Thursday, 29 August 2013

Sea Fog

  The latest bout of sea fog appeared while on a cruise had the undesired effect of putting the wind up my shorts instead of filling the sails. By the time I had got out toward the Spitway the fog had cleared and the sun shone pleasantly enough but was I the only skipper sailing down the river puffing his fog horn like the proverbial playground clown? I must have been because I never heard any reply. Very deadly that, silence in fog I mean. If you were sleeping in any of the trot moorings, well I hope I passed some trot moorings.., in fact any double glazed home on the whole Dengie or Tendering Peninsular and was woken in the early hours by awful wailing sounds - sincere apologies..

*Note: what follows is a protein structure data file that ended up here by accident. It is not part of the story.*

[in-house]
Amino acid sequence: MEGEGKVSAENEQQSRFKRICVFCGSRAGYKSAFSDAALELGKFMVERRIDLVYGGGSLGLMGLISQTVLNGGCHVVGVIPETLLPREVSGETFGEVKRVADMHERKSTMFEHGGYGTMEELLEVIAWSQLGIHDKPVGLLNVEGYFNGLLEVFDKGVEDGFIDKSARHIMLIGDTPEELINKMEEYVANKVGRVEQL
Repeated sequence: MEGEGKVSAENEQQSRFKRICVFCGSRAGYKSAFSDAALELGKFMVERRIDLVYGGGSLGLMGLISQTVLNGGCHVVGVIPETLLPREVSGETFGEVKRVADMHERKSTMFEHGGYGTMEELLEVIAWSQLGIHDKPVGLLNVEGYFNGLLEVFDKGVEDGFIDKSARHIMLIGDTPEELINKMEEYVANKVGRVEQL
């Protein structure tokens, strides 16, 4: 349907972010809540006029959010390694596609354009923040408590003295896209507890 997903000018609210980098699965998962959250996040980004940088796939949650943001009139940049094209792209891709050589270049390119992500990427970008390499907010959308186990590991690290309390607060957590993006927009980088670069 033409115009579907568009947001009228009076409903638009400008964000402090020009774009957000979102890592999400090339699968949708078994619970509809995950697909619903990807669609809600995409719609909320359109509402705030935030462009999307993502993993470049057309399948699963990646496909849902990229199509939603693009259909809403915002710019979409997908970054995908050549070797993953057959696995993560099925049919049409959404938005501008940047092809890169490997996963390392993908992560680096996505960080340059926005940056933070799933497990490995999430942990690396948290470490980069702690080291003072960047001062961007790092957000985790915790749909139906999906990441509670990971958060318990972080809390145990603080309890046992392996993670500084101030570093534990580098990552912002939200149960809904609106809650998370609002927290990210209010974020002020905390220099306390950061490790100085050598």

I have since been thinking about radar reflectors and in particular how useful one would be to me if I were to install one on Shoal Waters mast. Where on the mast is to advance a stage for now and I'm just thrashing about the idea but the initial concept is beginning to interest me.  Down the creek Mike showed me a radar reflector he made using a plastic Coke bottle and filling it with balls of aluminium cooking foil. He then painted the lot white. The cost was nominal to say the least; a box of kitchen foil. But, the result was I thought it looked like one of those professional jobs on an offshore yacht only I wondered if it would actually reflect.  The whole concept is hopeless I guess unless the potential colliding vessel has a radar unit fitted. For small craft cruising inshore this is perhaps far too much kit to expect on board so for now that tense eye of the discerning watch and the metallic tasting fog horn will have to stay.